Soldier Spotlight: George Hawke Hiffernan

Soldier Spotlight highlights veterans from the Archives’ online Soldiers’ Memorial. Each week, our volunteers select a remarkable individual to showcase in this new blog series. The Soldiers’ Memorial commemorates more than 1,100 WWI veterans and 2,300 WWII veterans from our region. Three dedicated volunteers have contributed over 1,200 hours to this project by researching and writing biographies. Our goal is to have all South Peace soldiers acknowledged for their service. If you know of someone who lived in the South Peace and should be listed on the Memorial, or would like to get involved by researching a local veteran, please contact the Archives.

Regimental Number: 101471
Rank: Private
Branch: 8th Battalion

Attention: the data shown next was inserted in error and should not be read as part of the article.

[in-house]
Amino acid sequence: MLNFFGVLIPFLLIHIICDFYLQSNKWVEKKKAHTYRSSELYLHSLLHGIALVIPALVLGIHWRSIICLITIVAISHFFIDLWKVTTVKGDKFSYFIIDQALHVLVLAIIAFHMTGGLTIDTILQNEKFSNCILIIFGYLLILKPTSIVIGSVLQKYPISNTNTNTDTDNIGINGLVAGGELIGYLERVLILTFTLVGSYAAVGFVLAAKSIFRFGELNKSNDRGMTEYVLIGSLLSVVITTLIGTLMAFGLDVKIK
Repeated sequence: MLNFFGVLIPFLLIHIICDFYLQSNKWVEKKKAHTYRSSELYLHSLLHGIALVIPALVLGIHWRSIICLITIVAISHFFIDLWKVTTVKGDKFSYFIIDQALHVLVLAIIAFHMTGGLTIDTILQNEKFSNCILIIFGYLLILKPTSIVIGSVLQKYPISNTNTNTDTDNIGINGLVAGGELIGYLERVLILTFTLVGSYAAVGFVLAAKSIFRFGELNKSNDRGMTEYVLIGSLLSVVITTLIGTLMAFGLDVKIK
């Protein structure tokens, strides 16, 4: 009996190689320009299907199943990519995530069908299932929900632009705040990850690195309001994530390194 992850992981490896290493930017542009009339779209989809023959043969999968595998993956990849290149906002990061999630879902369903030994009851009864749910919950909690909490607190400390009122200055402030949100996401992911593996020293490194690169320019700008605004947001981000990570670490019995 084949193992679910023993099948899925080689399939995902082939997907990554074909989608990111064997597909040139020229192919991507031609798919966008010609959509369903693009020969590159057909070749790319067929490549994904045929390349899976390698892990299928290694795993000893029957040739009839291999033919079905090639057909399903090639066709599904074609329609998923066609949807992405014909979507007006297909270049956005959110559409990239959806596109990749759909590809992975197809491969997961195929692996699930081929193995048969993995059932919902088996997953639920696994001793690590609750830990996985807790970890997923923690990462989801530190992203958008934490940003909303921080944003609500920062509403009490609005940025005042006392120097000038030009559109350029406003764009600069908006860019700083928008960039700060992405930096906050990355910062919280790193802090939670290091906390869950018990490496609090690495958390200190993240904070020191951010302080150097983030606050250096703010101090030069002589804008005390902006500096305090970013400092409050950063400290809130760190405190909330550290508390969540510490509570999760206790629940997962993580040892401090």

George was born in County Cork, Ireland on July 1, 1887. He came to the Peace country in 1914 to help put up telegraph line. George enlisted in Lake Saskatoon in October of 1915. He was wounded twice during the war; a gunshot wound to his left thigh in September of 1916 at the Somme, and once again to his left leg in May of 1917. George’s leg was fractured when he was shot the second time, and after it had healed, his left leg was about 2.5 inches shorter than the right. In his discharge papers, George stated: “I may say I have never received reparation for my mother, whom I can honestly say needs the money. Otherwise I am quite satisfied with everything. I am my mother’s sole support.” George married an Englishwoman from Bristol, who came to Canada on the first ship carrying civilians to North America after the Armistice. He died on August 10, 1973 in Victoria.

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